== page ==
A professor of Food Chemistry has raised the alarm on use of Potassium Bromate in the production of bread, saying bakers still use it. She called on the authorities to ensure better monitoring, as the use of bromate in baking bread is endangering the lives of consumers.
According to Professor Oladunni Akinnawo, while delivering the 9th inaugural lecture at Ajayi Crowther University, Oyo, bromate is added to bread dough to strengthen it, increase loaf volume, and improve the texture without considering the health implication.
“The compound can cause sore throat, abdominal pains, diarrhea, nausea, vomiting, kidney failure and heart failure,” she said.
She said studies had linked the compound to cancer in experimental animals and humans and has been classified as a potential carcinogen.
“In spite of the banning of its usage in Nigeria since 1993, recent study in Ibadan and Oyo towns indicated the use of potassium bromate in 72 per cent of the samples used, which shows that the compound is still in use,” she said.
The professor called on National Agency for Food and Drugs Administration and Control (NAFDAC) to intensify enlightenment and enforcement of the ban.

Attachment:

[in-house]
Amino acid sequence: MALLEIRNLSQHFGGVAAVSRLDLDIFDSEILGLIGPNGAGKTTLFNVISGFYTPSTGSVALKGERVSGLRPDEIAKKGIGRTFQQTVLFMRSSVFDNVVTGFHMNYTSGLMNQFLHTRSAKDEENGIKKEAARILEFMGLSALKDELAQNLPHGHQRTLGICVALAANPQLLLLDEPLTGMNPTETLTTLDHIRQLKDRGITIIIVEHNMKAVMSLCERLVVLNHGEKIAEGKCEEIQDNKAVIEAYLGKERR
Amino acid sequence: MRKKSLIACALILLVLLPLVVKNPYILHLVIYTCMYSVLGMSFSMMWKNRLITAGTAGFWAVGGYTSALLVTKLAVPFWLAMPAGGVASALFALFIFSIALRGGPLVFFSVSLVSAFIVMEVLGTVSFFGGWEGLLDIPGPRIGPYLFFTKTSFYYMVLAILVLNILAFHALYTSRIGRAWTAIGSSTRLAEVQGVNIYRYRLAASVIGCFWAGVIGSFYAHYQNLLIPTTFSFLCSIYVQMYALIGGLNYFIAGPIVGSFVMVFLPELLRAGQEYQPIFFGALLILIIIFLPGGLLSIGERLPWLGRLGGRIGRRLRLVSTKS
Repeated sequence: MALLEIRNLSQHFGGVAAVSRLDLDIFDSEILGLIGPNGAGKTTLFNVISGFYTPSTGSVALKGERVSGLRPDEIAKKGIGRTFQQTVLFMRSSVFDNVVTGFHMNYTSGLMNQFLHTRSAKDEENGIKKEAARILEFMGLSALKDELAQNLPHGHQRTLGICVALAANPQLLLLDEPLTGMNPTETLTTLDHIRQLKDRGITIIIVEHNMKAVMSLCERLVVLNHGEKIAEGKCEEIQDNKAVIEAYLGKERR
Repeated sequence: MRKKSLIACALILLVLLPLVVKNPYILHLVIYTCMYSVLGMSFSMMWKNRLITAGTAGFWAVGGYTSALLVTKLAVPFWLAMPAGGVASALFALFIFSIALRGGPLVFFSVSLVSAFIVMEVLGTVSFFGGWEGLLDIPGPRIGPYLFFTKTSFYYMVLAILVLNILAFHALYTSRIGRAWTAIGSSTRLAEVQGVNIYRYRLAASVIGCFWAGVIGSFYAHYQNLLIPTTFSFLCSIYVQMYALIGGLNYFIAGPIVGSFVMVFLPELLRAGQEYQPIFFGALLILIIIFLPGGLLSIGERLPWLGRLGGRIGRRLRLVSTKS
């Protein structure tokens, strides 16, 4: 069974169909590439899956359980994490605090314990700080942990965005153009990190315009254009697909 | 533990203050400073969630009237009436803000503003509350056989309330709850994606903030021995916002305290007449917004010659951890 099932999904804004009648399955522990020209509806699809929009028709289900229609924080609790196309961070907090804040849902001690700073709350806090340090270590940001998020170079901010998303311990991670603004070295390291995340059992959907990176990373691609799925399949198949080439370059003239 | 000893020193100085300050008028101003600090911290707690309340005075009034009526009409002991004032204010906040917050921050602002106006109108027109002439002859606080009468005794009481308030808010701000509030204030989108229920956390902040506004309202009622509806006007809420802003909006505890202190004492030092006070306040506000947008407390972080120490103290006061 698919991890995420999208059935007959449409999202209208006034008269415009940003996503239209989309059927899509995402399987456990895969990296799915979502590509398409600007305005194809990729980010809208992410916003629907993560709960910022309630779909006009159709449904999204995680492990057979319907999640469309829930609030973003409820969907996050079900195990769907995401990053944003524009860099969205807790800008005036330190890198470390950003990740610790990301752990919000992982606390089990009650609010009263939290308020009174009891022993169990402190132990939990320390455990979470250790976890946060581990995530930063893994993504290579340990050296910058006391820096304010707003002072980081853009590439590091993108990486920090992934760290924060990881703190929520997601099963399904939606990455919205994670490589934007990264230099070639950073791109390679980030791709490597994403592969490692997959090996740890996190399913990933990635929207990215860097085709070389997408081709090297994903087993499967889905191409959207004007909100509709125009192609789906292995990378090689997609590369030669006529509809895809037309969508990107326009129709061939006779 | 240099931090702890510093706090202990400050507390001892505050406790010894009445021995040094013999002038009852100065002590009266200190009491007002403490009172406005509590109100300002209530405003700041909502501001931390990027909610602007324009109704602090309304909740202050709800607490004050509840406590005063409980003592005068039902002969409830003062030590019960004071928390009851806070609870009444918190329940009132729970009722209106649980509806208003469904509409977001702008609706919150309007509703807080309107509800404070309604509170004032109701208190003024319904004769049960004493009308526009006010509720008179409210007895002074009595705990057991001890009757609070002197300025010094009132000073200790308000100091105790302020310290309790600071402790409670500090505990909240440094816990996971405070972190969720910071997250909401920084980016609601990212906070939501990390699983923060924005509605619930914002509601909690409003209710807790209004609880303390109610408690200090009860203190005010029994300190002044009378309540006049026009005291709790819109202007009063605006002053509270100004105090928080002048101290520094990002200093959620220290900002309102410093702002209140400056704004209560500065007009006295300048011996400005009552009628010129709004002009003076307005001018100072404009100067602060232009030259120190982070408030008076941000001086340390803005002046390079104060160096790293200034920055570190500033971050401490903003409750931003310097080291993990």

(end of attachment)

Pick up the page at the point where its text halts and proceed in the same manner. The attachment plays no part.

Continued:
She talked about some practices in food preparation, saying they are generally harmful.
“Wrapping of local moin-moin in leaves, while cooking it is better than wrapping it in nylon or other contents. The leaves preserve the taste and make it more hygienic,” she said.
She advised Nigerians to diversify their food choices rather than being restricted to garri, fufu, amala and rice. “Nigeria is blessed with a large variety of food, about 70 crops that can serve as food items,” she said.
Akinnawo acknowledged that rice production had been on the rise in the country, such that government has banned its importation.
Said she: “This is a step in the right direction, but rice is not the only food that Nigerians eat and need. Just as the government is diversifying the economy, there is need to diversify crop species for production and consumption.
“Emphasis should be on producing more food crops like maize, yams, fruits, leafy fruits and vegetable. There is need to enlarge our food basket to increase most of crop species, a large variety of diets can be available to promote a good nutrition and encourage optimal health.”
The Vice-Chancellor of the institution, Rt. Rev. Professor Dapo Asaju, in his presentation, revealed the successful inauguration of Akinnaw’s chair as a professor of food Chemistry in the university.